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The increase has been higher in the semi-arid regions and lower in the coastal zone; the rate of change has increased since the 1970s.
Man suffers various environmental changes as a result of inappropriate agricultural practices coupled with unscrupulous destructions of various important elements in the environment.
Climate change is perhaps the most serious environmental threat to the fight against hunger, malnutrition, disease and poverty in Africa, mainly through its impact on agricultural productivity.
Food security is the outcome of food system processes all along the food chain; climate change will affect food security through its impacts on all components of global, national and local food system.
The definition of food security as adopted at the World Food Summit (WFS) in November 1996 says that; “food security exists when all people at all times have physical or economic access to sufficient safe and nutritious food to meet their dietary needs and food preferences for an active and healthy life” ( FAO, 1996).
Rough estimates suggest that over the next 50years or so climatic change will likely have a serious threat to meeting global food needs than any other constraints on agricultural system. Available evidence shows that climate change is global; sea level rose about 17 centimetres (6.7 inches) in the last century and the rate has doubled in the last decade, there has been a rise in the global temperature even though the 2000s witnessed a solar output decline resulting in an unusually deep solar minimum in 2007-2009, surface temperatures continue to increase, glaciers are retreating almost everywhere around the world including in the Alps, Himalayas, Andes, Rockies, Alaska and Africa, likewise its impacts but the most adverse effects will be felt mainly by developing countries, especially those in Africa, due to their low level of coping capabilities (Nwafor 2007; Jagtap 2007).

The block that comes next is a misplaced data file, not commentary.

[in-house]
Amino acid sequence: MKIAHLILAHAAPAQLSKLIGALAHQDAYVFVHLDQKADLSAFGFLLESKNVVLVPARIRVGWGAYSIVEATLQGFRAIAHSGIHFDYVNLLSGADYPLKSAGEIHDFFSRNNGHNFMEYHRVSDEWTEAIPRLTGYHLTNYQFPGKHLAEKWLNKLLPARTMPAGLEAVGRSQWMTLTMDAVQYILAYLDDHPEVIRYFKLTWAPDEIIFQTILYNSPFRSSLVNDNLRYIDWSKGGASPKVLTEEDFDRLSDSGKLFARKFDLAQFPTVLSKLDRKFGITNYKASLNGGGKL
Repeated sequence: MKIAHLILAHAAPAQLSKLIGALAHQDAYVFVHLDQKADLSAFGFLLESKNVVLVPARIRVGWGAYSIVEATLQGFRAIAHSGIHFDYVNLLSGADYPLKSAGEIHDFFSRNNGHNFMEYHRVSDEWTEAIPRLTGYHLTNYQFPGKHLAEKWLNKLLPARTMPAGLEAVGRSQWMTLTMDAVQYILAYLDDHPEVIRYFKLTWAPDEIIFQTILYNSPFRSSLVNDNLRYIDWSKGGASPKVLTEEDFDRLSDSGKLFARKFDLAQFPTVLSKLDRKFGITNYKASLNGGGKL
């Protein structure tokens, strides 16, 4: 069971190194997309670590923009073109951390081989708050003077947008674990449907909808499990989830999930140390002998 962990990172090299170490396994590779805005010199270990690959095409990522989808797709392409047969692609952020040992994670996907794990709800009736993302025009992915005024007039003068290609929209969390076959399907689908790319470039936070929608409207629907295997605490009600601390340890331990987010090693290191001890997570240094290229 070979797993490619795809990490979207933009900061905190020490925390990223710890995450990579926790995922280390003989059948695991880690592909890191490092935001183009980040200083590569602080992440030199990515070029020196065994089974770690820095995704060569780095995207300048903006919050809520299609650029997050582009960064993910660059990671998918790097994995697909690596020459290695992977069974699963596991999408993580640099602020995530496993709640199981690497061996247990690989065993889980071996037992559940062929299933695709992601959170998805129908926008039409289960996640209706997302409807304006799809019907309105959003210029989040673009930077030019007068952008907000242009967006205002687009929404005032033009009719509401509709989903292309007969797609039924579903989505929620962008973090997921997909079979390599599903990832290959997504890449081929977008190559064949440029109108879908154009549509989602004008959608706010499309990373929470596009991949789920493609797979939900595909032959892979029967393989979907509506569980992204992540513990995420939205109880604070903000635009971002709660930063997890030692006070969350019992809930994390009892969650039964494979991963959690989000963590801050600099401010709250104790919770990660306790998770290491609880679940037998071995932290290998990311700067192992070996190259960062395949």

Nigeria is viewed as one of these developing countries (Odjugo, 2010).
The recent changes in the climate have been linked with the increase in greenhouse gases (GHG) on the atmosphere in addition to anthropogenic activities and support emissions of other artificial chlorocarbons (Olanrewaju, 2003).
Climate change is also believed to result from the effect of global warming on the environment.
Climate change often appears very esoteric but in Nigeria; it is real, Currently there is an increasing incidence of disease, declining agricultural productivity, and rising incidences of heat waves (Stringer et al., 2009).
The threat that climate change poses to agricultural production does not only cover the area of crop husbandry but also includes livestock and in fact the total agricultural sector.